Motown didn't have every talented vocal group in Detroit locked up. Case in point: The Volumes, who had their biggest success their first time out with I Love You for Willie Ewing's local Chex label. Consisting of lead Eddie Union, tenors Lawrence 'Elijah' Davis and Larry Wright, baritone Joe Truvillion, and bass Ernest Newson (listed as writer of I Love You with Ewing, though Union claims he actually penned it), they cut the effervescent number in a garage with future Motown producer Norman Whitfield on tambourine and producer Richard 'Popcorn' Wylie banging on a suitcase rather than a drum kit. If The Volumes could make a record like this under those circumstances, they had to be good.
Four of The Volumes attended Detroit's Central High School, while Larry went to Chadsey High. They formed the group in 1960, their name inspired by one member asking another to turn up the volume on a stereo. While appearing north of the border in Windsor in '61, Ewing caught their act, signed them to Chex, and pressed up the song that catapulted them up to #22 pop in the spring of '62 (some pressings listed their name with an odd apostrophe: Volume's). The gentle ballad Dreams resided on the flip. They originally intended I Love You as the B-side, but Richard Street's Distants beat them to their projected plug side, Answer Me.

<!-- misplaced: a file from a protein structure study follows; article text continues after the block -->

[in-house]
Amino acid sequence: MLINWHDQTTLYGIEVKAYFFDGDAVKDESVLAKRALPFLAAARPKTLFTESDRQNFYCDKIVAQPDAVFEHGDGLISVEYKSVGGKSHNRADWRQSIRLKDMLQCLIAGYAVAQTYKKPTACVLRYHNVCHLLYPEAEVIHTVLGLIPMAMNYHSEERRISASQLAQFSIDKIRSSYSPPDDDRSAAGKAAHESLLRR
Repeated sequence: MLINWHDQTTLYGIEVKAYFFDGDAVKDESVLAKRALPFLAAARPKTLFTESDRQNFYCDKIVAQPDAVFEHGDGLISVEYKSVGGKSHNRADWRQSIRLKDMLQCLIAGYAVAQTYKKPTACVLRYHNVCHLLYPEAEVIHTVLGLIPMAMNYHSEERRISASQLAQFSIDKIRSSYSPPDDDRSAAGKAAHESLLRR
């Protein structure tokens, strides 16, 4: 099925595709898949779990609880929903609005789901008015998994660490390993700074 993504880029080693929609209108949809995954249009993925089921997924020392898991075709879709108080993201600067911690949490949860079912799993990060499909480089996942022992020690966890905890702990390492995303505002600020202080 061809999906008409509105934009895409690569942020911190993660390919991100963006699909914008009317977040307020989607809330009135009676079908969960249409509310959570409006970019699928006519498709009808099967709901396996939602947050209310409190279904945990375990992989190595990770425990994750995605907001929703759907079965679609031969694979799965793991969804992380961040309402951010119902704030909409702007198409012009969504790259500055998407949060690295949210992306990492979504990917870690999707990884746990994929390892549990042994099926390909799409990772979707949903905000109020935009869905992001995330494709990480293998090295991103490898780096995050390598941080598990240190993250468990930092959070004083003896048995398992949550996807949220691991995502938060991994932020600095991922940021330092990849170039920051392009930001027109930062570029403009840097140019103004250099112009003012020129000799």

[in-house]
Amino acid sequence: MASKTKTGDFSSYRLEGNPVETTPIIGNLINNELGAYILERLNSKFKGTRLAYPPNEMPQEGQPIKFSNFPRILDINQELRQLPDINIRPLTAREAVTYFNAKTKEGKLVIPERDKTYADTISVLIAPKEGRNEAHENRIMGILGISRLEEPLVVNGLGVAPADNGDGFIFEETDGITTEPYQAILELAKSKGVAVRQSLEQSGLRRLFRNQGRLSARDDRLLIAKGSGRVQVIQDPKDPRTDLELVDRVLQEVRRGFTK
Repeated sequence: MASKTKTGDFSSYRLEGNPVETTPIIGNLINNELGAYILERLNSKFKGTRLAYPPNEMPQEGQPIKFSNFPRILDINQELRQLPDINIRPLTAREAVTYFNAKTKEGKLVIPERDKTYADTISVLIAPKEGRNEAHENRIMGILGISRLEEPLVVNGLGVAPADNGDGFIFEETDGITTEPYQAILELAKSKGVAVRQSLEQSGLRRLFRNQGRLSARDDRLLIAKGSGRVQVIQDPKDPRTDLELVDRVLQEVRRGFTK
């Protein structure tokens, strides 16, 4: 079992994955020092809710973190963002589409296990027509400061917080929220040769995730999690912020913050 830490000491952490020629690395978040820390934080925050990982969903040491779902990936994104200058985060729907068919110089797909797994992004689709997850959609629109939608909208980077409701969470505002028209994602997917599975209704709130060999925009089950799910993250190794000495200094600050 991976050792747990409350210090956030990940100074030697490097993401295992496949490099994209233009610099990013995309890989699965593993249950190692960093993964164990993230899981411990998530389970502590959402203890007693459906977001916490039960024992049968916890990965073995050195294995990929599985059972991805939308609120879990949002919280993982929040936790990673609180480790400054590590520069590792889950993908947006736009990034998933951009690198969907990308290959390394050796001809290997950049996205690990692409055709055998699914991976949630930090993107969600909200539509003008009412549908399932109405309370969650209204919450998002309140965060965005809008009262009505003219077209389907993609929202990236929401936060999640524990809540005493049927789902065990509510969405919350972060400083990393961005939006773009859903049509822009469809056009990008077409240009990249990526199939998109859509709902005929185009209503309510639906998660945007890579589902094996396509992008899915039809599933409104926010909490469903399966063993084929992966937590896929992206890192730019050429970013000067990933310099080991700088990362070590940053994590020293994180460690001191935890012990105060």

Their next Chex outing, Come Back Into My Heart, sounded quite a bit like I Love You with Ernest's burbling bass again setting the tempo (this time Lamont Dozier played drums). The Volumes split with Ewing and took up with producers Harry Balk and Irving Micahnik, who supervised their 45s on Jubilee, Old Town and Lou Guarino's American Arts label, where their Duke Browner-penned soul outing Gotta Give Her Love bubbled under in 1964 with instrumental backing by The Royaltones.
Balk produced their '65 outing I Got Love for Twirl (a Balk/Micahnik enterprise). Gerald Mathis replaced Union in the lead role on their '66 Impact 45 The Trouble I've Seen for Balk before giving way to Jimmy Burger for three singles on another Balk-headed enterprise, Inferno Records (the third, Ain't That Lovin'You, was distributed by Motown). After a 1970 single for Ollie McLaughlin's Karen logo, The Volumes packed it in when Ernest joined The Fantastic Four. Newson died in 1990.
Various - Street Corner Symphonies Vol.14, 1962 The Complete Story Of Doo Wop